Jump to content
  • Announcements

    • JamesL

      Can't Create A Post? Please Read.   01/18/2017

      Finding that you can't create a post in a specific forum? Please see the membership changes that took effect in early 2012. You must be a Premium Member to post items in certain forums.


  • Content count

  • Joined

  • Last visited

  • Days Won


Timfish last won the day on September 24

Timfish had the most liked content!

Community Reputation

599 Exalted

About Timfish

Profile Information

  • Location
    North Central
  • Tank Size
    140 gal.
  • Gender

Controller Integration (Signature)

  • Controller Enabled
  1. Elvis is 20 . . . at least

    Here's a current video of the Purple Tang. The Sailfin that has been with it for a few years now has treid to be dominate for a few months now. The Purple obviously isn't having it and the Sailfin is going to be rehomed after the holidays.
  2. What's happening everyone?

    Who are you and how did you find this website?!
  3. Is this a parasite?

    If I saw this situation in any of my tanks I would be installing a big UV sterilizor or pulling out the fish to treat them in QT and leaving the DT empty of fish for 11 weeks. Like Ty I do not worry too much about a few spots but established reef systems are not conducive for ich to reproduce. Corals and sponges will be thinning out larva, there's and a lot of stuff growing on rocks so the adults have a harder time finding spots to attach to and encyst and there's animals cleaning off the rocks removing some of the cysts that do form. You don't have any of this yet in your system and my guess is you're seeing a the 2nd generation and in about 8 - 12 days you'll see the 3rd.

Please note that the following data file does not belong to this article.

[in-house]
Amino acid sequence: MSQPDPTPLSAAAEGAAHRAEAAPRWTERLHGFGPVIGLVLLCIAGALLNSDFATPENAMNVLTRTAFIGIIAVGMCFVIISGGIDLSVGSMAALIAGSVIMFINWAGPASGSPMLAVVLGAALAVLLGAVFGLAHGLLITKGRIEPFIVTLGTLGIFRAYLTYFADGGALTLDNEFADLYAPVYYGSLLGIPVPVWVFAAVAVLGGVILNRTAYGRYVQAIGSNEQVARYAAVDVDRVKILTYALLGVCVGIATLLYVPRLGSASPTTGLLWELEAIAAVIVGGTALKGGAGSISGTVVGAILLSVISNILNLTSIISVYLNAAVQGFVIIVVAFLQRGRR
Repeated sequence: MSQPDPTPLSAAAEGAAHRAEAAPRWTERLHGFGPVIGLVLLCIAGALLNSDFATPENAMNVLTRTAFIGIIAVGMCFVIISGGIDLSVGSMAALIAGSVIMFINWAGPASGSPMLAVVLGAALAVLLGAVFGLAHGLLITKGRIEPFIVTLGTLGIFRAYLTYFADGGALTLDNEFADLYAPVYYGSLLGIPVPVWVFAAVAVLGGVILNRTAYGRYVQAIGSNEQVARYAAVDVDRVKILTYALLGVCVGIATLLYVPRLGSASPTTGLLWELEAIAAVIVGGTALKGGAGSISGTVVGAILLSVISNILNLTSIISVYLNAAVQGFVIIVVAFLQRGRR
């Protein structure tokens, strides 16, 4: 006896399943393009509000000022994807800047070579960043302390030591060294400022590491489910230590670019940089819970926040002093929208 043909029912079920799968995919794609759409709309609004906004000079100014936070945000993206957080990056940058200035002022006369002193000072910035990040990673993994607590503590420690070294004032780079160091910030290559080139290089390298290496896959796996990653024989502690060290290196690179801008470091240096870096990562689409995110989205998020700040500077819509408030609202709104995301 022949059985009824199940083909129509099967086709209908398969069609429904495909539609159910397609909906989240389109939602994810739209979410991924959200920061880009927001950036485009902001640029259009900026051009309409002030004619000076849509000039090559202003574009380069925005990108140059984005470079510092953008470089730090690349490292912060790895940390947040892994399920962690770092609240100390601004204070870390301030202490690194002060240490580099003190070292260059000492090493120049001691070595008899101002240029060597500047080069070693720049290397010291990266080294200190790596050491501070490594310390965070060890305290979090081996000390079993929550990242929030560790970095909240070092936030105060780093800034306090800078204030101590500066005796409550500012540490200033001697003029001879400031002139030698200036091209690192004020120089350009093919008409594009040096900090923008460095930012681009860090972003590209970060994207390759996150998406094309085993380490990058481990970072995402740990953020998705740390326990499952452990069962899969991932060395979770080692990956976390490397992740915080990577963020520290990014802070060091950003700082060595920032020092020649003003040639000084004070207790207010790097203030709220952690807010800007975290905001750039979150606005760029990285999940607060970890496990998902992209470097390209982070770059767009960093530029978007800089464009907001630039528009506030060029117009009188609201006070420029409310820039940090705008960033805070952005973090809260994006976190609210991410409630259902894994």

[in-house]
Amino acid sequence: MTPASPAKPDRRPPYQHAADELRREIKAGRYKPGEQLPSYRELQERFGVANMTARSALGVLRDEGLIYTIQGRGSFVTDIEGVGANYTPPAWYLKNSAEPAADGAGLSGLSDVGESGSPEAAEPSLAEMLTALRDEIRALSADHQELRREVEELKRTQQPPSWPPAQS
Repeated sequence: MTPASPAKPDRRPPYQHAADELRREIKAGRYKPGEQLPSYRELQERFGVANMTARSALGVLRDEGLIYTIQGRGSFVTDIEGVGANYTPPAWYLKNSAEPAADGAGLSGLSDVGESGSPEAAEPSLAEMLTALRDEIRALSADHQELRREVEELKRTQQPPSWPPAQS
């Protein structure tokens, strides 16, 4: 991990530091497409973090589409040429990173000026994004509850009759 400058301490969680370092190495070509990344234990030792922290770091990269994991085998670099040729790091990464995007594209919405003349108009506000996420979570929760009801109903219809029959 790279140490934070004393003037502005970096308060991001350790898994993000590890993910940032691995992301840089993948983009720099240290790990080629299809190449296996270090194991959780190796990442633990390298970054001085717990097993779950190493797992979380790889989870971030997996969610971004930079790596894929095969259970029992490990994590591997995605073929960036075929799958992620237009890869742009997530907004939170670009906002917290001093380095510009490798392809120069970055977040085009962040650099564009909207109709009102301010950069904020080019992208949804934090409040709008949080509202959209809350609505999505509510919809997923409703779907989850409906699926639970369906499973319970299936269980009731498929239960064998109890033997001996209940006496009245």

4. Need advice please

    That's a good book too! There is an important typo on pg 349. The maximum nitrate level for wild reefs should be 3.34 ppm, not 3034 ppm. Borneman wrote a good handbook that gave parameters for some corals by species. He and Sprung are the only two I know of who tried to point out we need to look at the environmental needs of individual species and not use the colloquial terms "SPS" or "LPS" so often used to denote husbandry requirements. After you've finished part 2 here's another one on microbes http://changingseas.tv/episode402.html I don't know how far you've chased Rohwer's references yet but another researcher is Andreas Haas.
  5. Need advice please

    No I haven't, great video! Thank You! This follows his book "Coral Reefs in the Microbial Seas" fairly closely. Some the info Rohwer presented here has also been in some of the videos his lab has done under the Youtube account name "Marinephage", a lot of thier videos are on other subjects and are pretty interesting.
  6. RODI recs and question

    TDS in Austin tapwater can be 400 -450. Since most of it's calcium I don't worry about it too much. Most of my systems get just RO, some tap w/ dechlorinator and one gets RO/DI. This system is one using just tap. If you feel more comfortable using RO or RO/DI by all means get one but you can have nice reef systems without them and the ammonia and PO4 that's removed by them can be a source of food for corals.
  7. Algae scrubber